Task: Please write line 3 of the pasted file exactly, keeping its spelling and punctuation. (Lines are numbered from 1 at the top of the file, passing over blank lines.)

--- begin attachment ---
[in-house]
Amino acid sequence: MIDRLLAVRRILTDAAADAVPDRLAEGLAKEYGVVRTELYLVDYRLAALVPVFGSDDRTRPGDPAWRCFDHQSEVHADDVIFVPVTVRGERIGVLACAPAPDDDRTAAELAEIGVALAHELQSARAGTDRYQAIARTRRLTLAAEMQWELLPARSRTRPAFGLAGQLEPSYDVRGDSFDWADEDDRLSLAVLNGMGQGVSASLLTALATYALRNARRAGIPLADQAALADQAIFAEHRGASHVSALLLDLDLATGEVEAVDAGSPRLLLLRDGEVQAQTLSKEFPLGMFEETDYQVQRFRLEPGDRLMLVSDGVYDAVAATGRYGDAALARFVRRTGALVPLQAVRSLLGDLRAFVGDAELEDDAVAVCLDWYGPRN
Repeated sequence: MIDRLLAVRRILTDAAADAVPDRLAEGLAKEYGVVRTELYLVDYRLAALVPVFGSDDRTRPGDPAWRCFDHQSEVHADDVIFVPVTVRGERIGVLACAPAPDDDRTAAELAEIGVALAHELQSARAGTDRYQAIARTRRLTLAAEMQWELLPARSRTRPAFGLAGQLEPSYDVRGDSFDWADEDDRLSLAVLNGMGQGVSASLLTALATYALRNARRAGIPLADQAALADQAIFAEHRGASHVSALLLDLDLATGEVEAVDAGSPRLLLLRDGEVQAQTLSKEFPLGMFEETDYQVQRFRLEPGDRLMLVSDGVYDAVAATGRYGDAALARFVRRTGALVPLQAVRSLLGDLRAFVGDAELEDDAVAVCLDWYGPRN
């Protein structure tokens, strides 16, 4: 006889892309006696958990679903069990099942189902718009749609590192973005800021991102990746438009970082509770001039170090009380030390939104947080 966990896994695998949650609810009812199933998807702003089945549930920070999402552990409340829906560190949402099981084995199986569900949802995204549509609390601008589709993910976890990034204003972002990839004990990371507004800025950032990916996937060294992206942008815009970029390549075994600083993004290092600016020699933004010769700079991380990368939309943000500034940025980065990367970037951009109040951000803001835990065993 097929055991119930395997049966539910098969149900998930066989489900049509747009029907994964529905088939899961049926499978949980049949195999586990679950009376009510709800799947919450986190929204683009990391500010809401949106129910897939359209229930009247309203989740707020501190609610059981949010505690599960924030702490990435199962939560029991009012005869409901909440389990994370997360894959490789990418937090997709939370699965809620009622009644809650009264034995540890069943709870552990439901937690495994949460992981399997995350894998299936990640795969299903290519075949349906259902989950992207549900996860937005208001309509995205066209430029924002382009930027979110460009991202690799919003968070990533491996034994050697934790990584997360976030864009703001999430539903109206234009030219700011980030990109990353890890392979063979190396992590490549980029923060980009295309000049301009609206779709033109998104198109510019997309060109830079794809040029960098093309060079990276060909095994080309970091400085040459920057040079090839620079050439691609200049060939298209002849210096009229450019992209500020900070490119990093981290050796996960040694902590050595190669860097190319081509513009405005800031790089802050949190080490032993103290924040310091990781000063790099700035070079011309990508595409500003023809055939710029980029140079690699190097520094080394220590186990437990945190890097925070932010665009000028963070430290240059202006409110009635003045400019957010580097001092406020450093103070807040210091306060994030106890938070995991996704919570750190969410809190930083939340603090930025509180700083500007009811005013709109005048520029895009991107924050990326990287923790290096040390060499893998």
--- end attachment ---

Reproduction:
Repeated sequence: MIDRLLAVRRILTDAAADAVPDRLAEGLAKEYGVVRTELYLVDYRLAALVPVFGSDDRTRPGDPAWRCFDHQSEVHADDVIFVPVTVRGERIGVLACAPAPDDDRTAAELAEIGVALAHELQSARAGTDRYQAIARTRRLTLAAEMQWELLPARSRTRPAFGLAGQLEPSYDVRGDSFDWADEDDRLSLAVLNGMGQGVSASLLTALATYALRNARRAGIPLADQAALADQAIFAEHRGASHVSALLLDLDLATGEVEAVDAGSPRLLLLRDGEVQAQTLSKEFPLGMFEETDYQVQRFRLEPGDRLMLVSDGVYDAVAATGRYGDAALARFVRRTGALVPLQAVRSLLGDLRAFVGDAELEDDAVAVCLDWYGPRN